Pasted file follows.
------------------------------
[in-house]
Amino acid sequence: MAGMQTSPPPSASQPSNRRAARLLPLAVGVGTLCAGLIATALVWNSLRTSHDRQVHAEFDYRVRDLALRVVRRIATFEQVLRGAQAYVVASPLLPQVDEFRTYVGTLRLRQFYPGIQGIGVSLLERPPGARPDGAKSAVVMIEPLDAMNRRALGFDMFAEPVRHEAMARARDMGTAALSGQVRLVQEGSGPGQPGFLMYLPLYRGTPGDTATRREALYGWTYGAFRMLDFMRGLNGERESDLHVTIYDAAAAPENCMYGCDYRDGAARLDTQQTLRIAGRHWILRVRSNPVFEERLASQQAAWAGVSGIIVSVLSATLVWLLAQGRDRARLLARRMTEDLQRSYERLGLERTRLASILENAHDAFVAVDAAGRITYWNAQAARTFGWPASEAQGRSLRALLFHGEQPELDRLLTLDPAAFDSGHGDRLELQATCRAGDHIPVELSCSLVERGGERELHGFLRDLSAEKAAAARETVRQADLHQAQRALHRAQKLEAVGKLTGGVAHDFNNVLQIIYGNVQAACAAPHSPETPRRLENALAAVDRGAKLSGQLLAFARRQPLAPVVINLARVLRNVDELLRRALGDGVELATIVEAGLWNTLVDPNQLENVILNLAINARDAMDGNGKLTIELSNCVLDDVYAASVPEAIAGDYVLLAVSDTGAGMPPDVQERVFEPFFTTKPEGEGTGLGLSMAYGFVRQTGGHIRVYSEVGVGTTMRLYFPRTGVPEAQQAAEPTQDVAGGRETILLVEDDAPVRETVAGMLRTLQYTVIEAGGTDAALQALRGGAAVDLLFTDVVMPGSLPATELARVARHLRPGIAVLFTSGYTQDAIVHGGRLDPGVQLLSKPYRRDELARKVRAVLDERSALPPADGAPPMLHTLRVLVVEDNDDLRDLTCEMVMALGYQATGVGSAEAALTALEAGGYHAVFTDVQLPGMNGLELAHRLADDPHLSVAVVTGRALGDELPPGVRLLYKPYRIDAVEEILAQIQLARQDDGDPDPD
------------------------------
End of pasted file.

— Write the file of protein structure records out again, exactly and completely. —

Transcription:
[in-house]
Amino acid sequence: MAGMQTSPPPSASQPSNRRAARLLPLAVGVGTLCAGLIATALVWNSLRTSHDRQVHAEFDYRVRDLALRVVRRIATFEQVLRGAQAYVVASPLLPQVDEFRTYVGTLRLRQFYPGIQGIGVSLLERPPGARPDGAKSAVVMIEPLDAMNRRALGFDMFAEPVRHEAMARARDMGTAALSGQVRLVQEGSGPGQPGFLMYLPLYRGTPGDTATRREALYGWTYGAFRMLDFMRGLNGERESDLHVTIYDAAAAPENCMYGCDYRDGAARLDTQQTLRIAGRHWILRVRSNPVFEERLASQQAAWAGVSGIIVSVLSATLVWLLAQGRDRARLLARRMTEDLQRSYERLGLERTRLASILENAHDAFVAVDAAGRITYWNAQAARTFGWPASEAQGRSLRALLFHGEQPELDRLLTLDPAAFDSGHGDRLELQATCRAGDHIPVELSCSLVERGGERELHGFLRDLSAEKAAAARETVRQADLHQAQRALHRAQKLEAVGKLTGGVAHDFNNVLQIIYGNVQAACAAPHSPETPRRLENALAAVDRGAKLSGQLLAFARRQPLAPVVINLARVLRNVDELLRRALGDGVELATIVEAGLWNTLVDPNQLENVILNLAINARDAMDGNGKLTIELSNCVLDDVYAASVPEAIAGDYVLLAVSDTGAGMPPDVQERVFEPFFTTKPEGEGTGLGLSMAYGFVRQTGGHIRVYSEVGVGTTMRLYFPRTGVPEAQQAAEPTQDVAGGRETILLVEDDAPVRETVAGMLRTLQYTVIEAGGTDAALQALRGGAAVDLLFTDVVMPGSLPATELARVARHLRPGIAVLFTSGYTQDAIVHGGRLDPGVQLLSKPYRRDELARKVRAVLDERSALPPADGAPPMLHTLRVLVVEDNDDLRDLTCEMVMALGYQATGVGSAEAALTALEAGGYHAVFTDVQLPGMNGLELAHRLADDPHLSVAVVTGRALGDELPPGVRLLYKPYRIDAVEEILAQIQLARQDDGDPDPD